Weekend DIY: Dividing Perennials

With every dropping leaf, we are reminded fall is here. And as you shed a tear at each fading bloom in your garden, don’t forget – those bountiful perennials that provide summer-long color will be back before you know it next spring. But before you hang up your shovel and gardening gloves, keep them out a weekend or two longer. You’ve got some perennials to divide (and fall bulbs to plant)!

dividing perennials


If you’re looking for more bang for your buck when it comes to gardening, than perennials are a great investment. Overtime perennials should to be divided to allow for proper growth of the existing plant, but once you divide them, you magically have more to plant elsewhere in your garden and enjoy. As perennials get more compact, they fight for nutrients and water, so don’t skip this simple and rewarding step.

Check out these Instructions from the blog, FlowerBulbCrazy:

  1. Make sure you do not divide perennials while they are flowering. Save those to divide in spring
  2. Cloudy days work best, so you can work as slow as you like. Then the roots will not dry out.
  3. Cut back perennials before digging them out.
  4. When diving perennials dig up the entire root ball and then split it with shovel or sharp spade. If needed, use a hose to remove dirt so you can better see which roots can be easily divided.
  5. Now you are ready to replant your perennials, plant at the proper depth in well-draining soil and after re-planting be sure to provide enough water until it thoroughly soaks through the soil.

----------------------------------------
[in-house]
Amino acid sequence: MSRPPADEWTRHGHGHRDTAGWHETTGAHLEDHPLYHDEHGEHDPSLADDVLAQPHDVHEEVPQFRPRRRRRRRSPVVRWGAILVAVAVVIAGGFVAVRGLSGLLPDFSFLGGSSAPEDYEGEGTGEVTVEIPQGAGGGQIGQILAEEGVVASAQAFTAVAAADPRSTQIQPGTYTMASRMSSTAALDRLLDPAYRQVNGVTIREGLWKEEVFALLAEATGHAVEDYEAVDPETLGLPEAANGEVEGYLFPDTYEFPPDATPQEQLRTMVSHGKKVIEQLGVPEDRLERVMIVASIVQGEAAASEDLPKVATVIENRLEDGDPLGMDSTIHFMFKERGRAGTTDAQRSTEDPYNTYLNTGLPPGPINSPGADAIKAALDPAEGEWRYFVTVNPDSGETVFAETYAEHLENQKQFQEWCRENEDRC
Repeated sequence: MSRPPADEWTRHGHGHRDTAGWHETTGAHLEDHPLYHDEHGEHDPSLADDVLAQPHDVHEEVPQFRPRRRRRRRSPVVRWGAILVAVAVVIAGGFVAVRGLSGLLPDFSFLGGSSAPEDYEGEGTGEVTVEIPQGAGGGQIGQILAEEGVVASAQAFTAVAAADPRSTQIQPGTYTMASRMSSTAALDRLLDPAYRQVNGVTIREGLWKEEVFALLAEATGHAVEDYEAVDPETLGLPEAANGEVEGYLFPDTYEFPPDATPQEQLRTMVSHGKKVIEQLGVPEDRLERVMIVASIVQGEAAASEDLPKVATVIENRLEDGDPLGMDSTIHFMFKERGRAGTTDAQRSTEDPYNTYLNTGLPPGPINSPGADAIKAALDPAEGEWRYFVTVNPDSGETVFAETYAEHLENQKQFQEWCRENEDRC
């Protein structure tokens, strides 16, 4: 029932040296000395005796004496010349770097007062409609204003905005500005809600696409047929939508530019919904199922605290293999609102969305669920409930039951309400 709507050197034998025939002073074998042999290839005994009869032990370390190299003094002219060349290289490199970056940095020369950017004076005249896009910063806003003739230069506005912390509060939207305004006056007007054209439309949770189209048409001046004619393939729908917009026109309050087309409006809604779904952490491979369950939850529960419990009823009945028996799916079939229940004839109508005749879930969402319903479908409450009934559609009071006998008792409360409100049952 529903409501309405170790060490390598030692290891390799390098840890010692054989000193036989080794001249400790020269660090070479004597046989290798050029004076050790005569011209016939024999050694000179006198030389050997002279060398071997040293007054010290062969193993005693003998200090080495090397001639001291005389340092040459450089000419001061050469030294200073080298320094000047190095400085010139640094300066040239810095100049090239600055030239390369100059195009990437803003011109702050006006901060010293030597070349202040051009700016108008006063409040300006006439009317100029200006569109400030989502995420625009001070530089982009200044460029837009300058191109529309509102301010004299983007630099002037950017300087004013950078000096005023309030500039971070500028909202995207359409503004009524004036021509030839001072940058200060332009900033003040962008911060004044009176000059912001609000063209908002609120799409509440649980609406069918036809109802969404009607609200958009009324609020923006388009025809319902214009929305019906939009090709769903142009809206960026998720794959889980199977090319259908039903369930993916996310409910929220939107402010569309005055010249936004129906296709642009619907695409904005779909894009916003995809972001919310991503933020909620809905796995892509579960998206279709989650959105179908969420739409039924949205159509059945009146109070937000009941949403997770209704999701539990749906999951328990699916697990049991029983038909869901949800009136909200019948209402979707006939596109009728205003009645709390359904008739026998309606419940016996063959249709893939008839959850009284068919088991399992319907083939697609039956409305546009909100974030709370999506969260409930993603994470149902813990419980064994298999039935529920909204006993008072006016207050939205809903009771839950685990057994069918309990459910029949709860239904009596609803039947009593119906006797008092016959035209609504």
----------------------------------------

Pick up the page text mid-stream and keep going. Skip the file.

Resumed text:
6. Keep the new and old perennials well-watered over the next few weeks to ensure great establishment in their new location.

Here are a few other tips we came across for successfully dividing perennials:

  • If you can, plan to divide perennials just a few days before a rain shower
  • Use organic soil and add nutrients to new soil to help promote healthy growth
  • In many perennials, one stem likely triples or quadruples itself each year, so don’t be too strict in dividing
  • Don’t replant parts of the perennials that don’t look healthy
  • Spread out the roots in a starburst pattern i the hole you’ve dug to promote healthy roots and to prevent them from getting too compact again too fast

A few other fall gardening chores to include in your weekend outside: bringing your container plants indoors to avoid being swallowed by the cold, planting flower bulbs, and harvesting seeds from perennials and flowers, and again you’ll have more to grow.

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